Pakistan's government has released new video of the attack that killed Benazir Bhutto. Officials claim that she died from a skull fracture, not from gunfire or shrapnel. Sheila MacVicar reports.

Tuesday, December 25, 2007

Back Home on the Christmas Eve Highway

By Cody Lyon

A Christmas Eve drive home after a holiday party down Highway 78 from Walker to Shelby County provides bubbles of warmth, security and impassioned viewpoints.

From the new car, the hills seem dark, except for trees back lit by the moon, they lean with erratic cold breezes as the white car glides down this dark four lane of asphalt ribbon. Along the way, an occasional run down building every mile or so, some with lights, others empty, almost ghostly. From the car, the outside seems silent, like the song, but the darkness stirs memories long tucked away some place, begging to be found.

This is, after all, the highway where a long time ago another country boy named Elvis drove a truck all the way from Memphis to Birmingham.

Years later, perhaps, Elvis came down this road in a luxury bus, this time on his way to the Municipal Auditorium, a place they now want to tear down.

This Christmas Eve expressway is the place where even before Elvis, a future movie star named Tallulah made her way the few miles south to steel mill lit skies in Birmingham, painted red from blasting iron furnaces, it was there in the magic city, inside a hotel named Tutwiler, the Alabama foghorn had a honeymoon.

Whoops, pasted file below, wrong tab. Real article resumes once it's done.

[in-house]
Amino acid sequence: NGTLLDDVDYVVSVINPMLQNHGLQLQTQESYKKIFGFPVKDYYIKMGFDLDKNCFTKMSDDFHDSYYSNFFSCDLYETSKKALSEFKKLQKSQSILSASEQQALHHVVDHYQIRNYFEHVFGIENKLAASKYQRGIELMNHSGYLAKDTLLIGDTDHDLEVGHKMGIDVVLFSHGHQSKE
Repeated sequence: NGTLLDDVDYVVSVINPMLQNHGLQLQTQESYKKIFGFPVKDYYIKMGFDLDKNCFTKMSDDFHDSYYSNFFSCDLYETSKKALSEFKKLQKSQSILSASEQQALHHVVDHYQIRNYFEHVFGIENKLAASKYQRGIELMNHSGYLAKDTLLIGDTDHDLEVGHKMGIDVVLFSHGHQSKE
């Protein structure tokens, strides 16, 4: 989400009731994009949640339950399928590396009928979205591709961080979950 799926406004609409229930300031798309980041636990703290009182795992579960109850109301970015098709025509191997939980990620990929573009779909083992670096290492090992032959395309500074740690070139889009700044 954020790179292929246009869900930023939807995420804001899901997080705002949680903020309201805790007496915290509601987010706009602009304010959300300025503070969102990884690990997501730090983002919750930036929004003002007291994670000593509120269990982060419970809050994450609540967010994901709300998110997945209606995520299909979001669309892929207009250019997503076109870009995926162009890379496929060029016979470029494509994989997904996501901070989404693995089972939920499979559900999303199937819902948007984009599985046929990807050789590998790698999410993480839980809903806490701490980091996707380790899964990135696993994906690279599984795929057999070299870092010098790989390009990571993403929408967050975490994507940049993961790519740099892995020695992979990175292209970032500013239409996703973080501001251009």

The New Yorker was on highway 78 in a county called Walker, a place where moonshine once ruled, even now, dry as dirt, except for Jasper. The 49 Mercury V8’s no longer run like scalded dogs down this dark road outrunning revenue men who sought their cargo, men who chased and if caught, could put the runners behind bars and seize, then destroy their product, lightning strength, often said strong enough to take away a man's breath, sometimes the brew was clear as water, except for tiny bubbles, that meant to those in the know, it was good.

Nowadays, the highway is lined with what is called, charity bingo parlors. Inside, patrons find video gaming machines. These establishments replaced the strip bars of yesteryear that line the road to Memphis or Birmingham, depending on the direction you were headed.

It’s Christmas Eve, and the New Yorker loves casinos, he begs to stop, to have a look, to play a few games, a five dollar limit he promises, his sibling and brother in law reluctantly agree.